Could you tell us a bit about what it’s like to be a Duty Officer?
One of my favourite roles in Surf Life Saving is being a volunteer Duty Officer. I enjoy being part of a tight-knit team that provide a professional service to the members on the beaches and other emergency services.
Liaising with other emergency services at incidents, representing surf lifesaving, to coordinate and achieve the common goal of ‘the best outcome for the patient’ is always rewarding and satisfying. You learn a lot about the realm of emergency management and certainly see the bigger picture.
Whilst the responsibilities are greater and the outcomes not always positive, the sense of patrolling differently and expanding our organisation’s reach and capability within the community is important and certainly fulfills the expectation that Surf Life Saving NSW is now a dedicated Emergency Service.
To give you an idea of a typical day, a ten-hour patrol as a duty officer could have you; taking photos with patrol members in the new, branded vehicles; coordinating a large scale search for a missing swimmer; then finishing off with a critical incident debrief and mental health first aid. You never know what you’ll get!
You recently attended the National Leadership College! What were some of the key takeaways?
Honestly, I have a whole book full of take-aways, but I’ll focus in on a couple of points.
Being involved in such a program with other like-minded surf lifesavers across Australia was an absolute privilege. I learnt that your networks and the relationships you make in Surf Life Saving can be critical to your success across the organisation, whether it be promoting change or just staying active and involved in your beach patrols.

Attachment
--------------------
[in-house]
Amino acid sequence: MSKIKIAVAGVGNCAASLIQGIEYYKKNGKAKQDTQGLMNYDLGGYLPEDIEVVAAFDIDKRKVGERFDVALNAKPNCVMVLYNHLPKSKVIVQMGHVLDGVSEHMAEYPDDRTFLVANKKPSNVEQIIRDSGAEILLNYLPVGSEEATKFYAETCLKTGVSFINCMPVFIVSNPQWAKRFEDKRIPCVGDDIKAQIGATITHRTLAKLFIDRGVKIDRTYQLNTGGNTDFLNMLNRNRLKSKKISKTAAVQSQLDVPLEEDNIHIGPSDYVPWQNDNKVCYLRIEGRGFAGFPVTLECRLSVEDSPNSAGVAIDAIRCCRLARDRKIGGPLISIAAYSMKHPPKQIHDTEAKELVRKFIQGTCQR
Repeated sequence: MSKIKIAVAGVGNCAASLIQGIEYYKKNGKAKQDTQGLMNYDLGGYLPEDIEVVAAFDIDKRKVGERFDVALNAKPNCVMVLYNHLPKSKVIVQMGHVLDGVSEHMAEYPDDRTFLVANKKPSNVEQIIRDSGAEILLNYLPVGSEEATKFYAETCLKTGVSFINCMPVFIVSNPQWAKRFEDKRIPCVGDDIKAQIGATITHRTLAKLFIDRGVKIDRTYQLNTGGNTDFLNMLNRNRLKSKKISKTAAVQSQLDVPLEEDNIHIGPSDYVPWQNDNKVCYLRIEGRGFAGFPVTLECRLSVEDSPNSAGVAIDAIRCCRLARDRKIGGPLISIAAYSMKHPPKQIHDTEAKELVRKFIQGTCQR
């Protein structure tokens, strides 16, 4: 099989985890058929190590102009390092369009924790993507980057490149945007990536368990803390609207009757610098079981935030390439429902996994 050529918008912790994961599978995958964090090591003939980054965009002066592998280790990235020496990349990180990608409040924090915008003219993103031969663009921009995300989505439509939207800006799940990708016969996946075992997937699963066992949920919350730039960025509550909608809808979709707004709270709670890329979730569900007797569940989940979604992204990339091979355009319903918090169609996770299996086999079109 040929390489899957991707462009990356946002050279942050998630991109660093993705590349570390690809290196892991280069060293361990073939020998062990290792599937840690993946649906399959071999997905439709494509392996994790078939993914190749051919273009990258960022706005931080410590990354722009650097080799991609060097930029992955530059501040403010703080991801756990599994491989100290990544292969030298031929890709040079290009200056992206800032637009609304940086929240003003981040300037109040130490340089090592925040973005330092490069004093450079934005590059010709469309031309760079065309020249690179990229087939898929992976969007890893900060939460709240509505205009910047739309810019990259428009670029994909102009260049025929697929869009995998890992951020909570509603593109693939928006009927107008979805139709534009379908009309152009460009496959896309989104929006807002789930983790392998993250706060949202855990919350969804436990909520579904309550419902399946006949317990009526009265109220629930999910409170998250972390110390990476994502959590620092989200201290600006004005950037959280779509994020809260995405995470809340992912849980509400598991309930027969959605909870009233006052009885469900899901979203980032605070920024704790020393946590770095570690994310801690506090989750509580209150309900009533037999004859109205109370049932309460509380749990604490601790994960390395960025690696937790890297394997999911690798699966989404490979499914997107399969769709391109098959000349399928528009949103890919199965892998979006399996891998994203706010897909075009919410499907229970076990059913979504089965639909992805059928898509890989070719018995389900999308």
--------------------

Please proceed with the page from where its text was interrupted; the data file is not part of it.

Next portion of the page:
I also learnt that for me, leadership is about encouraging, motivating, empowering and nurturing others through good and effective communication towards a common goal!
Why is volunteering as a surf lifesaver important to you? Why do you continue to do it?
Remaining an active volunteering member of Surf Life Saving NSW is important to me as the skills, experiences and friendships you learn in this organisation are so unique!
Without surf lifesavers, our beaches would not be as safe as they are today and to volunteer your time to educate, protect and serve the community is honourable and rewarding.
I continue to do it as I feel and breathe the relevance and importance of Surf Life Saving NSW and want to ensure that its great work continues to thrive within the community.
What’s one word to describe the feeling you get from being a surf lifesaver?
Proud! But if that’s too clichéd, rewarding!
National Volunteer Week is a time to acknowledge the people of Australia who generously donate their time to help better the lives of others. Surf lifesavers are some of the most dedicated and outstanding volunteers who really do change communities and change lives.
Thank you to all NSW volunteer surf lifesavers for your dedication, service and passion.
Volunteering Australia is inviting everyone to put their hand up and thank volunteers around Australia by waving a special smile of appreciation from home. Upload your wave photo to social media and share using the hashtags #NVW2020 and #waveforvolunteers.
Saturday 23 May 2020